Risk of Breaking Free Risk of Supervillain Research field Research Risks Comments
very low very high Prosthetics Cyborgs This is probably a joke related to the fact that many movie supervillains have some handicap, and it is thus likely that such a villain would use some kind of prosthetics, although this might not directly help his evil plan...
low high Neuroscience Mind Control
very low high Laser Optics Something like Laser Weapon System. Or a powerful laser could be used to cut the hero in two as in Goldfinger. See Directed-energy weapon.
medium low high Pharmacology Poisons
low high Materials Science Nanobots See Grey goo
low medium high Sociology Sociological research may help in becoming a tyrant and then lead nation to war.
very low medium high History Ministry of Truth
medium low medium high Psychology Ministry of Truth, Hannibal Lecter
high very high Robotics Villains: Robot minions. Escape: robots gaining sentience and killing everything.
high very high Genetic Engineering Villains: Modify troops to make super powered minions. Escape: Modified life could cause havok
medium high high Chemistry Explosives
very high high Microbiology Lethal diseases See for instance 12 Monkeys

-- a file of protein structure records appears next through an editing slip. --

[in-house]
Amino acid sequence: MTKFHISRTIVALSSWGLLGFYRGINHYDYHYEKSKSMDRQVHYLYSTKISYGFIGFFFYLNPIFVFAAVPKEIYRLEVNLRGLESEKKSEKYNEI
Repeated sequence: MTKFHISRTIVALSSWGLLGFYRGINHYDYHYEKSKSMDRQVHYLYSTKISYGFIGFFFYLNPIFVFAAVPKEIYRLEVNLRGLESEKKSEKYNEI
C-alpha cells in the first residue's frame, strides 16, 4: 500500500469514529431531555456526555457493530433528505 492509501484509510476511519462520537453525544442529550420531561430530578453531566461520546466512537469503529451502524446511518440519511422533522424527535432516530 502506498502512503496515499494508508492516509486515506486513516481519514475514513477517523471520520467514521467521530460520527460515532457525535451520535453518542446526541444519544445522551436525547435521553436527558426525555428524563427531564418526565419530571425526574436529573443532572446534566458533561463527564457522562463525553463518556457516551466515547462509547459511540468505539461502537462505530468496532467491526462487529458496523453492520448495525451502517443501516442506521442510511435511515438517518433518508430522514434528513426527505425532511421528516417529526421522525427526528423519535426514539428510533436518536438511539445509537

very low medium low Geology Golems, Earthquake machines Study of rocks. Scores below average on the supervillain scale despite Lex Luthor's plan in the 1978 Superman movie hinging on setting off the San Andreas Fault.
very low medium low Linguistics 1984 Newspeak
low low Paleontology Jurasic Park Study of fossils
very low very low Astronomy Asteroid impact
medium low very low Molasses Storage See Great Molasses Flood, as referenced in the title text
very low very low Dentistry Torture/Interrogation
medium high medium low Botany Audrey II Study of plants
high medium low Entomology Insects are small and can often escape through even small cracks, and are known for carrying diseases. Study of insects
medium high low Mycology Fungi cannot move, but their spores could easily spread, therefore, escape probability has been deemed medium high. Mycology is the study of fungi.
very high low Marine Biology Sharknado
medium high very low Ornithology Flying is a useful escape mechanism. Study of birds.


[A chart with two crossing lines with double arrows. Each arrow is labeled:]
Y axis top: High
Y axis bottom: Low
X axis left: Low
X axis right: High
[Near each of the "high" ends of the two axis there is a label written in gray, with a line pointing to the relevant axis:]